Friday, 17 September 2010

Ards fungal foray

I rather suspected that this was going to be a good year for fungi and Ards rarely disappoints.

We spent a couple of hours wandering through ancient deciduous forest with occasional lumps of Spruce and found fungi of all kinds with almost every footstep. I din't manage to get too many photographs, as I was being pulled in four directions at once to see what people had discovered.

Asterophora parasitica was virtually everywhere, which is odd because I'd never seen it here before:

These are parasitic on dead Russulas and Lactarius, and you can just make out the shiny dead cap of the host underneath them.

This little cluster of Sulphur Tuft was growing on a dead stump in one of the coniferous patches:

Some of the fungi we found are tiny. I have left my (dirty) thumbnail uncropped to give an indication of the size of this Hemimycena:

I usually find the extraordinarily rare Phellodon melaleucus in precisely the same place every year, and always make sure that anyone with me gets to see it. Most mycologists will never see this in a lifetime:

I spotted this frog whilst I was down looking at some mushrooms. It is so perfectly camouflaged that most people couldn't see it even when I pointed it out:

This exotic-looking mushroom is one of the Phlegmaceum subgroup of Cortinarius:

Other new species seen, but not photographed:

Amanita virosa (Destroying Angel)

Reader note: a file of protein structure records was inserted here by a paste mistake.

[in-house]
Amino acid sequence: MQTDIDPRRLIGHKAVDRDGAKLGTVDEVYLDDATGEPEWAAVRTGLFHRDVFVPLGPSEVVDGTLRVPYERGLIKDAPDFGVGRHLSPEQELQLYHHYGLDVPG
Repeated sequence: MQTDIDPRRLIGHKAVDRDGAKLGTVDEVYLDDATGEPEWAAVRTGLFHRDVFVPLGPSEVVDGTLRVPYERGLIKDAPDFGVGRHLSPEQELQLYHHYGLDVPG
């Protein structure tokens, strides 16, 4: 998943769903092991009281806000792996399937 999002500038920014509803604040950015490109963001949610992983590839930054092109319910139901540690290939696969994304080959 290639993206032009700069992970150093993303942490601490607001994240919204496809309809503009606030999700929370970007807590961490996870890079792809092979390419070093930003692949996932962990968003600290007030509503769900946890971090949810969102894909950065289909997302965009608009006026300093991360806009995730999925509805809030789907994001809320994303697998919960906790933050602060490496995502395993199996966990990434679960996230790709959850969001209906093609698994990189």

Leccinum roseofractum


The Weaver of Grass said...

Wonderfully clear photographs Stuart - that frog camouflage is perfection. I have always fancied going on a fungus foray - it is an area that most of us know so little about.
Your photographs are certainly first class and good enough to grace a magazine on the subject.

Gill said...

I've never seen mushrooms parasitic on others - only sort of fungal crusts. Nice. That purple one is interesting at first glance the colour looks like a wood blewit - but the jizz is wrong of course and also it's too early in the year for them I think.. we#re having lots of tasty field mushrooms for tea :-)

Weaver - yes, do go on a foray if you get the chance, they are fascinating.

Stuart said...

Weaver: Thanks again for your kind comments. I was giving a talk to a photography club last week and I was very keen to point out that I am primarily a naturalist: photographs are a by-product of my interest in wildlife.

I'd certainly second Gill's recommendation to go on a fungal foray.

Gill: Maybe Rhona's doing something soon?

Gill: I know of a few fungi that are parasitic on others. Also a few that are parasitic on lichens, which is much the same thing.

Gill said...

<> Yep - 16 Oct as youc can see from the Ryenats' meetings page. [Weaver: I don't know where you're based, but if you fancy coming along to Duncombe Park we'd love to see you there.]